When I was 9 I took my parents' album of the Broadway musical Damn Yankees and memorized every syllable of Gwen Verdon's show stopper, "Who's Got the Pain When They Do the Mambo?" Once I was satisfied with my lip synching and choreography, the number was ready for public display.
Drag queens have amazing eyes, and I'm not referring to how they paint their eyes, even though those are fabulous. What I'm referring to is how drag queens see the world. In my opinion, drag queens don't see the world like the rest of us do, and that is a good thing.
Drag is more than entertainment, more than bookings, more than staying on top; it's a doorway to acceptance. Drag teaches us to be true to ourselves and accept others for who they are. If more parents took their children to all-ages drag shows, they would grow up more accepting and loving.
You do drag for the first time because you want to be called "fierce." You do drag because you really want to be on that boat invading the Pines. You do drag because your best friend told you that the only version you should attempt is the grotesque one, and he said that scoffingly.
The more Vivian performed and become known throughout Columbus, the more Jeff became Vivian. Now, when I say, "Jeff became Vivian," I'm not referring to his actions or his personality but to how others, including me, see him.
What is that, you may ask? Well, it's when someone in the audience, mainly gay men, but sometimes women, and on rare occasions straight men, begins performing to the drag queen's number like all eyes are on them. I find it extremely humorous.
One side effect of being a drag queen's husband is that drag is everywhere. What I mean by this is that anything I hear or see suddenly becomes inspiration for a number for Vivian. Basically I have drag on the brain 24/7.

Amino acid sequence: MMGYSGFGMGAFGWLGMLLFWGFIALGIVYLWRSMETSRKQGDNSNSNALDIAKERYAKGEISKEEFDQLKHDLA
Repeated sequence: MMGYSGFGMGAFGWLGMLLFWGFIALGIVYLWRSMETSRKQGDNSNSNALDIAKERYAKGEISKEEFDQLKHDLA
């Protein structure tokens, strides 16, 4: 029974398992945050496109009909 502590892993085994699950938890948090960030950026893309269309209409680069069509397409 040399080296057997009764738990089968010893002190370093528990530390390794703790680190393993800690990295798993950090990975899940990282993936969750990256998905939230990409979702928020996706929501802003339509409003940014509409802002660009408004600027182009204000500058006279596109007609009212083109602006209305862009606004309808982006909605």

With our annual Pride celebration now only a few weeks away, in between all the shopping and primping a girls got to do, I find myself once again thinking about those who have touched my life; those who have - and still - inspire me to be who I am today.
Pronouns and drag can some times get confusing. When someone performs in drag, the accepted etiquette is to refer to them by the opposite pronouns. That in itself isn't too confusing. The confusion comes more from when they are out of drag.
An evening at the The Pantages in Los Angeles for the touring production of Priscilla, Queen of the Desert is exactly what one would think: an evening of camp, of glamor, of sequins and catty remarks, of laughter and tears.
Honestly, there are times when I just don't understand the game of drag. I was originally going to use the word "world," but the more I thought about it, "game" seemed much more suited to what drag really is. Being involved in drag in any capacity is like playing a real-life game of Dragopoly.
I've often wondered, Why my fascination with drag queens? When did it begin? And that morning it hit me: My fascination began in 1977, when I removed the Charlie's Angels posters from my bedroom walls and joined the KISS Army.
If you can't afford to tip then please feed the queen with applause. You have no idea how much audience reaction means to these girls. A lot of them feed off of it and the more you applaud and holler the better the performance you'll receive.